The present study aimed to assess randomized controlled trials and single-group trials of smartphone-based interventions and monitoring for reducing the symptoms of BD.

Research objectives

The main objective was to update and evaluate innovative treatment suggestions for BD.

Research methods

We performed a systematic literature search on PubMed, Embase, Clinical trials, psycINFO, Web of Science, and Cochrane Library. Randomized clinical trials or single-group trials in which smartphone-based interventions and monitoring were compared with control methods or baseline in patients with symptoms of BD were included. We synthesized data using a random-effects or a fixed-effects model by Review Manager version 5.3 to analyze the effects of psychological interventions and monitoring delivered via smartphone on psychiatric symptoms in patients with BD. The primary outcome measures were set for mania and depression symptoms. The subgroups were created to explore which aspects of smartphone interventions are relevant to the greater or lesser efficacy of treating symptoms.

Research results

We identified ten articles, including seven randomized clinical trials (985 participants) and three single-group trials (169 participants). Analysis of the between-group study showed that smartphone-based interventions had positive effects in reducing manic (g = -0.19, 95%CI: -0.33 to -0.04, P = 0.01) and depressive (g = -0.28, 95%CI: -0.55 to -0.01, P < 0.05) symptoms. In within-group analysis, smartphone-based interventions significantly reduced manic (g = 0.17, 95%CI: 0.04 to 0.30, P < 0.01) and depressive (g = 0.48, 95%CI: 0.18 to 0.78) symptoms compared to the baseline. Nevertheless, smartphone-based monitoring systems significantly reduced manic (g = 0.27, 95%CI: 0.02 to 0.51, P < 0.05) but not depressive symptoms. Subgroup analysis indicated that the interventions with psychoeducation were effective for depressive (g = -0.62, 95%CI: -0.81 to -0.43, P < 0.01) and manic (g = -0.24, 95%CI: -0.43 to -0.06, P = 0.01) symptoms compared to the controlled conditions, while the interventions without psychoeducation did not (P > 0.05). The contacts between therapists and patients that contributed to the implementation of psychological therapy reduced depression symptoms (g = -0.47, 95%CI: -0.75 to -0.18, P = 0.01).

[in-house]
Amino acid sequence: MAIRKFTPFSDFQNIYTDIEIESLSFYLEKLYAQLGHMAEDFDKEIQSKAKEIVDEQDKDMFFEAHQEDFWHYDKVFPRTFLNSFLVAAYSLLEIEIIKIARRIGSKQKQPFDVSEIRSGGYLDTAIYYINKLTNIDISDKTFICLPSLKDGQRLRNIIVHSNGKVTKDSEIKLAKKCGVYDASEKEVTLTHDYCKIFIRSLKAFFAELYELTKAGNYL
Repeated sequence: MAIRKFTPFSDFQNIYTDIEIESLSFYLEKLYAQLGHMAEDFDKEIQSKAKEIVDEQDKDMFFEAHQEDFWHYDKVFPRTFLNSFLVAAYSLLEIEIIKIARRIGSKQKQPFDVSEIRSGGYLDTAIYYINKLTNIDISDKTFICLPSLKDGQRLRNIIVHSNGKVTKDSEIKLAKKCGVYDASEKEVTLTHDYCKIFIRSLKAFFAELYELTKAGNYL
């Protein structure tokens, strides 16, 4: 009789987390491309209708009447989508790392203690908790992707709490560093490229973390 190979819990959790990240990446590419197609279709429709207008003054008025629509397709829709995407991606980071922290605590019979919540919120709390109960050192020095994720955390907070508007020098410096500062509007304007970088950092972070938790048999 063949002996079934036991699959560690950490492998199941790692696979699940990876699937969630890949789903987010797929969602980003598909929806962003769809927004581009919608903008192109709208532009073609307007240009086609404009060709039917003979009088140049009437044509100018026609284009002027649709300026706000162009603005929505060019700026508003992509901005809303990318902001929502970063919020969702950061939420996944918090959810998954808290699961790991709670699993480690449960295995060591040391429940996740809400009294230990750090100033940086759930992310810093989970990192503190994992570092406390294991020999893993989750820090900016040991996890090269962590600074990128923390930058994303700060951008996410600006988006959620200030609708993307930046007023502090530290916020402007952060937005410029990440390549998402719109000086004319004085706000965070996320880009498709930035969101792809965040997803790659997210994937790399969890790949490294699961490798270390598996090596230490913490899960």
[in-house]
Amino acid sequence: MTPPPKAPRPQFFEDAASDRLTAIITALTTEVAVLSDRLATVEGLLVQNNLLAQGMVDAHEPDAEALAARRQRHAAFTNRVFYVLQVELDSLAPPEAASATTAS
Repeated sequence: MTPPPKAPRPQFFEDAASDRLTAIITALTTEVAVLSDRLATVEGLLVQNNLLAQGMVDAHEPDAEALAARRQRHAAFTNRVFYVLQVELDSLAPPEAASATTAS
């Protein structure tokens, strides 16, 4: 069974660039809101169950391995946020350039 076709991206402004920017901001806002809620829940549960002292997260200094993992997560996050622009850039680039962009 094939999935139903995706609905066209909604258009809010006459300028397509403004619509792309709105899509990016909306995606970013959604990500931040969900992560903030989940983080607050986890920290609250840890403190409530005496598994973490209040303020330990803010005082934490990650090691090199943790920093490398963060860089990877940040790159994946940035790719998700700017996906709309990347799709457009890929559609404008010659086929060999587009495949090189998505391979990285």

Research conclusions

Smartphone-based interventions and monitoring have a significant positive impact on depressive and manic symptoms of BD patients in between-group and within-group analysis.

Research perspectives

The current meta-analysis suggests that smartphone-based interventions provide evidence of any reduction in manic and depressive symptoms. Nevertheless, smartphone-based monitoring systems are only effective for participants with manic but not depressive symptoms. The findings have implied that these digital tools can be used as the clinically future treatments for symptoms of BD. However, future trials need to keep pace with the development of these apps and a better understanding of the numerous factors that influence outcomes of smartphone interventions for BD are also required.